Loading ...
Sorry, an error occurred while loading the content.

Re: sailing lug rigged

Expand Messages
  • Nels
    ... makers and boat designers. A screwed up violin produces a sour note, a screwed up boat can kill someone. Also some builders make changes without
    Message 1 of 17 , Aug 29 11:23 AM
    • 0 Attachment
      --- In bolger@yahoogroups.com, "Carl" <shnarg@...> wrote:
      >
      > I can sugest a reason for the difference in responses from violin
      makers and boat designers. A screwed up violin produces a sour note,
      a screwed up boat can kill someone.

      Also some builders make changes without conferring with the designer
      and then blame the designer if it does not perform up to expectations.
      Then complain to others about how bad the design is.

      I think that rightly so, this can really upset the designer and
      perhaps damage their reputations unreasonably. Bolger states over and
      over that it is not a problem if people make changes. Just let him
      know and don't refer to it as a Bolger design any longer.

      Nels
    • Patrick Crockett
      Steve: On the daggerboard: I mentioned before that I have not seen any particular difference due to the daggerboard being on one side rather than in the middle
      Message 2 of 17 , Aug 30 5:23 AM
      • 0 Attachment
        Steve:

        On the daggerboard:

        I mentioned before that I have not seen any particular difference due to
        the daggerboard being on one side rather than in the middle or on both
        sides. There are two major advantages to having it on the side:

        1. More interior space, less shin-banging on tacks. The Windsprint
        bottom is just big enough to pitch a 1-person backpacking tent or
        mosquito net (like the REI Bug Hut II) and sleep aboard. That would be
        lost with a dagger board trunk in the center. Also, lounging about in
        the boat while underway is considerably more comfortable with the
        off-set board.

        2. It is structurally simpler. With a center daggerboard, you need a
        thwart or other bracing to keep the top of the trunk rigid. (Note,
        however, that, as drawn, the trunk may not be strong enough -- when I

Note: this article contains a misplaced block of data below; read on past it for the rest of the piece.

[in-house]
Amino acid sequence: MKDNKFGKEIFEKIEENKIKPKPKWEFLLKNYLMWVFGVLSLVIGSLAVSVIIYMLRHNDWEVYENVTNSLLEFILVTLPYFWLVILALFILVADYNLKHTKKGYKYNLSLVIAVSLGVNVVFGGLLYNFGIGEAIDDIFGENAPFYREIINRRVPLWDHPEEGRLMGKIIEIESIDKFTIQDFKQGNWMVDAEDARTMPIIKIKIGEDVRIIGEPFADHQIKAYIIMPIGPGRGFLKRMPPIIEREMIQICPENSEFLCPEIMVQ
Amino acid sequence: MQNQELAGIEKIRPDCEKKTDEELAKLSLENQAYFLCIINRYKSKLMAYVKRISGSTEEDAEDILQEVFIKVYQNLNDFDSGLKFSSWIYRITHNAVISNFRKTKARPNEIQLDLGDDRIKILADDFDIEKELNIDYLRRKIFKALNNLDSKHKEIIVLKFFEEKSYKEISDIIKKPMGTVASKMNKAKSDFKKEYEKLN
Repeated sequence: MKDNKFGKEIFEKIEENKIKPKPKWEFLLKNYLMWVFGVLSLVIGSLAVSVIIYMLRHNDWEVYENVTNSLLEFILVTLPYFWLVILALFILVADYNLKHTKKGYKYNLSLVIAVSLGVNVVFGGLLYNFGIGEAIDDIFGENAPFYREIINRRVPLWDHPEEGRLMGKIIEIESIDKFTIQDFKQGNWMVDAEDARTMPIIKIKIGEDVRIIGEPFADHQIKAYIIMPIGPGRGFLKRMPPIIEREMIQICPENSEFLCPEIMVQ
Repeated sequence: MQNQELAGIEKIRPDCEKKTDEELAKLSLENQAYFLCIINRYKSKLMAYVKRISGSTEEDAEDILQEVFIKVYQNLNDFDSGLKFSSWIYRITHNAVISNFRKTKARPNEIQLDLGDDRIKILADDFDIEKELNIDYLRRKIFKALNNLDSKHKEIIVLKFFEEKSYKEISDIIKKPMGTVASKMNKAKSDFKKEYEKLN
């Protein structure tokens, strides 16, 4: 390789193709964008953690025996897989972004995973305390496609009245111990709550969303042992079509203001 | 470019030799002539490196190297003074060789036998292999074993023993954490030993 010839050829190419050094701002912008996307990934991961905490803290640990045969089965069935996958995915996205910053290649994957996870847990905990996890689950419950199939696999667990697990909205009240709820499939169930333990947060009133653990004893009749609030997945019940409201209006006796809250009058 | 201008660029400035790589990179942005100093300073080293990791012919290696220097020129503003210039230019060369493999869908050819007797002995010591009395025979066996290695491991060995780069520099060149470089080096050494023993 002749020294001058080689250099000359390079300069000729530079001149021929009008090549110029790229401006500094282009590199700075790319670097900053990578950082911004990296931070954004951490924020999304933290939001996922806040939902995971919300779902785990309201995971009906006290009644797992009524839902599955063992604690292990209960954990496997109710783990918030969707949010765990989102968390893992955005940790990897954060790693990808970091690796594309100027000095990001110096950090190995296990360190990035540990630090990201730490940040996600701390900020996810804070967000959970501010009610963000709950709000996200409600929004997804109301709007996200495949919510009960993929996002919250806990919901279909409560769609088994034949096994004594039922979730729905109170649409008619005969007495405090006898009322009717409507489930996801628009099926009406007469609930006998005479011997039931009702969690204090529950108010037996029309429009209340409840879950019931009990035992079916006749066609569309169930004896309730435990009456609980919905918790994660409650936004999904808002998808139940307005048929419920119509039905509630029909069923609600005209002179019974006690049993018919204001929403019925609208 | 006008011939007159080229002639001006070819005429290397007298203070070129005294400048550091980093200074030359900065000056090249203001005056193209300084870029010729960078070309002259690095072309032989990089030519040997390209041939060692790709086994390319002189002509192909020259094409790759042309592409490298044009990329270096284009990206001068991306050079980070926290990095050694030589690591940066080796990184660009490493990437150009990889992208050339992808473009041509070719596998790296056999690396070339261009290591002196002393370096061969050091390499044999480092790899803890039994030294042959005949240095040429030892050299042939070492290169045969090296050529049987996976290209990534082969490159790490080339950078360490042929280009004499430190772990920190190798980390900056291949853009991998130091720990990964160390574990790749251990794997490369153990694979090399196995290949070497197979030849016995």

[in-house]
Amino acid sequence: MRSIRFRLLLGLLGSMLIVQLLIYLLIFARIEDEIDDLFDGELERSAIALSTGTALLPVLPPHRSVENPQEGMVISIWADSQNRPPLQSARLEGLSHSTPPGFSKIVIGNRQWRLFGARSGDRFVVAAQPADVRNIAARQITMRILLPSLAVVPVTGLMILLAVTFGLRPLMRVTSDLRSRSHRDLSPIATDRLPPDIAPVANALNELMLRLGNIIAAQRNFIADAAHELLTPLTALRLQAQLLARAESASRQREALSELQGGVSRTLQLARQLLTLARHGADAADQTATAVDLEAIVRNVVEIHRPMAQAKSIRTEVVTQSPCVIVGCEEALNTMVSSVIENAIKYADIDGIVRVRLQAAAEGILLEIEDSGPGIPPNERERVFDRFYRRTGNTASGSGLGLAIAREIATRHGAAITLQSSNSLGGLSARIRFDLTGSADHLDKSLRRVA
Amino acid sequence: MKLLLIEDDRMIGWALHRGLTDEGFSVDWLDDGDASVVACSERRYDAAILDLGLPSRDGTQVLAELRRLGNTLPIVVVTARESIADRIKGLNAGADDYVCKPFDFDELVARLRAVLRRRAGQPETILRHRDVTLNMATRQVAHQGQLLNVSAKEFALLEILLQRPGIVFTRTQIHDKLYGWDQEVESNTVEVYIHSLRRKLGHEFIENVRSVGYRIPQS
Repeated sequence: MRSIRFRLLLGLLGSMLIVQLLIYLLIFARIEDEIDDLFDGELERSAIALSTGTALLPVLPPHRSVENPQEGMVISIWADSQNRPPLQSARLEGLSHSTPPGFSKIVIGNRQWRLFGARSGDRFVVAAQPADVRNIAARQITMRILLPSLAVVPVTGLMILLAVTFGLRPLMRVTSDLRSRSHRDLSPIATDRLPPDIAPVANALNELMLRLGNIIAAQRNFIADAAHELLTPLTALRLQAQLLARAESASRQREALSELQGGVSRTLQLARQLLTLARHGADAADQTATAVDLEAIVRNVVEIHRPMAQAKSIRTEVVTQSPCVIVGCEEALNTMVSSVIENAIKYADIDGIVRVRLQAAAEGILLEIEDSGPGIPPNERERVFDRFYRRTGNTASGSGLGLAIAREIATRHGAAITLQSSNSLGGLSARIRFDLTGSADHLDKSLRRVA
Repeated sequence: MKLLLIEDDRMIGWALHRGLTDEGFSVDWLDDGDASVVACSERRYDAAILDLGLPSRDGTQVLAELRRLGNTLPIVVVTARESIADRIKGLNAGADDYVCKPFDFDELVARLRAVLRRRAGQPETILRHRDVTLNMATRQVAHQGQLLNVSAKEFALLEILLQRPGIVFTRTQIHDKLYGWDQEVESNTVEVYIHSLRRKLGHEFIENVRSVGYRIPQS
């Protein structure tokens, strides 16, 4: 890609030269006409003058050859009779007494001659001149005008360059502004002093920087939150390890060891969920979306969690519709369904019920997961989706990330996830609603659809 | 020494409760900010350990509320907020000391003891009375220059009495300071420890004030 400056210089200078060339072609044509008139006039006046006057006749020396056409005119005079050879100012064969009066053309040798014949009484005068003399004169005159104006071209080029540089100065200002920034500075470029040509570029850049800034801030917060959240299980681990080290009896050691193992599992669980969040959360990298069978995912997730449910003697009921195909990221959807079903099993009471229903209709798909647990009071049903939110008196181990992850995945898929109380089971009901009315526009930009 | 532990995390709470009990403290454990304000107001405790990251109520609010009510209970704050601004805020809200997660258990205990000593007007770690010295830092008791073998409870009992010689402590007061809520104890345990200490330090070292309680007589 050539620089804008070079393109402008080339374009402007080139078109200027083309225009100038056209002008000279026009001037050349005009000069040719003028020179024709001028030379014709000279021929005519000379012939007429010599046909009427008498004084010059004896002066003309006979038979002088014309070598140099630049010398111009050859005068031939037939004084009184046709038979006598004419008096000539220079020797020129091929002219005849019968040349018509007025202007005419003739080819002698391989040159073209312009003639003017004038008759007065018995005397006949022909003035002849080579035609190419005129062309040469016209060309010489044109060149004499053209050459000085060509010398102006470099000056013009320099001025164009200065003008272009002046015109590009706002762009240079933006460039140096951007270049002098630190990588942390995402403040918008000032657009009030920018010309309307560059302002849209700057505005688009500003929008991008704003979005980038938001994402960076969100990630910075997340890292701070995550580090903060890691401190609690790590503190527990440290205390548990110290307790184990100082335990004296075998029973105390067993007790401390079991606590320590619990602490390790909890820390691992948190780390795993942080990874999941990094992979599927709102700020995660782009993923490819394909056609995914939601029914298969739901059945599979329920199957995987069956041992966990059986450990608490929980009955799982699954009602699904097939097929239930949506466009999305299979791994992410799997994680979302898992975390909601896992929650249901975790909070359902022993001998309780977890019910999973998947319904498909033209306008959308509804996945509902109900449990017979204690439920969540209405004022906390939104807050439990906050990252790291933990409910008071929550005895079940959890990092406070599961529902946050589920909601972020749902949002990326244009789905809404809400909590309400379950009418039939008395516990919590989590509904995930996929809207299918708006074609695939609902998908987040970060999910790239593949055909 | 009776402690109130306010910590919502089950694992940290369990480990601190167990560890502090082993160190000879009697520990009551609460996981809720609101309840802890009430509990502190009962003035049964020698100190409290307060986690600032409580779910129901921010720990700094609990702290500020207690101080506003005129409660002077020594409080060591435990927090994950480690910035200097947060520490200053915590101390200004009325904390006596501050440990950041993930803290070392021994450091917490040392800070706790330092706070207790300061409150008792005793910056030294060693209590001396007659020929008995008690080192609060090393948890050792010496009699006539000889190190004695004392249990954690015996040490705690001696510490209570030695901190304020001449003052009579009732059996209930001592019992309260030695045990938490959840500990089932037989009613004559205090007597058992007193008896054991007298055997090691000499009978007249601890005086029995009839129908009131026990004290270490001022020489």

sailed with a rambunctious teen-aged nephew, he sat on the trunk to hike
        and wound up cracking it away from the side of the boat. The fix was to
        epoxy fiberglass tape into the joints with the side of the boat.)

        One major disadvantage of a daggerboard (as opposed to a pivoting
        centerboard, which would have to be moved farther inboard) is that when
        you run aground it is a bigger hassle to get the board up to sail off.
        An issue for me in the shallow North Carolina sounds.

        Patrick
      • GarthAB
        I built a Windsprint many years ago as my first boat. If I had it to do all over again, I d skip that off-center daggerboard and put on a Michalak-style
        Message 3 of 17 , Aug 30 6:21 AM
        • 0 Attachment
          I built a Windsprint many years ago as my first boat. If I had it to
          do all over again, I'd skip that off-center daggerboard and put on a
          Michalak-style pivoting leeboard. Even more room in the cockpit, plus
          all the ease of running straight up on a beach (or over a submerged
          object) without the crunch-thud-stop of a daggerboard.

          Garth


          --- In bolger@yahoogroups.com, Patrick Crockett <pcrockett@...> wrote:
          >
          > Steve:
          >
          > On the daggerboard:
          >
          > I mentioned before that I have not seen any particular difference
          due to